There are two seasonal foods I look forward to every year: blueberries in the spring and Honeycrisp apples in the fall.
If you've never tried a Honeycrisp, please do your taste buds a favor and head to the nearest market as soon as possible. The harvest season is roughly from mid-September to mid-October and they don't seem to hang around for very long.
I'd never heard of the Honeycrisp until a couple of years ago, when I saw a big pile of them stacked up at Whole Foods, and figured I'd give them a try. Just the name: honey and crisp, sounded appealing.
It's been tough finding the perfect eating apple.
I'd had my fill of Galas and Pink Ladies and Braeburns and McIntoshes. Sometimes they were great, other times they were kind of soft and mushy tasting. A lot of apples raise expectations, only to dash them once you take a bite. (I'm talking about you, Red Delicious.)
But the Honeycrisp was different, right from the start. It was so tasty and absolutely true to its name - firm and crispy and crunchy and sweet and tart. Honestly, I don't think I've ever had a bad one. This is an amazing apple.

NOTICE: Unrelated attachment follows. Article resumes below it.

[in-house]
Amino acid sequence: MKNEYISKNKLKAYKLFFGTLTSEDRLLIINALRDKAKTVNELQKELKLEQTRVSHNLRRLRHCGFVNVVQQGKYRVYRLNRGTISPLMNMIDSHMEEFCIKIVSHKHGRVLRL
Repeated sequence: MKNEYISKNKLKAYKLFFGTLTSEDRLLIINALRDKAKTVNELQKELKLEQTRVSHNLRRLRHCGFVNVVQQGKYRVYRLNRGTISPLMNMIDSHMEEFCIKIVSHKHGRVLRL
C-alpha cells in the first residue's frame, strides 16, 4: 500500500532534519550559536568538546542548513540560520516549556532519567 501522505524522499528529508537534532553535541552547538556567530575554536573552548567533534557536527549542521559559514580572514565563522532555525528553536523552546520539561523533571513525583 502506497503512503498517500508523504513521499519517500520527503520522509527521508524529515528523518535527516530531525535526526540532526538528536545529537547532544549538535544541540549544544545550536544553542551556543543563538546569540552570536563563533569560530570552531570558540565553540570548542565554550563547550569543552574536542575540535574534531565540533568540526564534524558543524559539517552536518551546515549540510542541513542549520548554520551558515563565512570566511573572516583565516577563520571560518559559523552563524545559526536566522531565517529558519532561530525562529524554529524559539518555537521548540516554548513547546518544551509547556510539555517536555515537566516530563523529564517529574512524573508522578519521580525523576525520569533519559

And who do I have to thank: researchers at the University of Minnesota. Another reason to love the Land of 10,000 Lakes! They developed the Honeycrisp by cross-pollinating two other varieties, the Macoun and the Honeygold. The new apple made its debut in 1991.
Horticulture Prof. Jim Luby says the Honeycrisp is "the best, most exciting apple we've ever introduced." I would have to agree.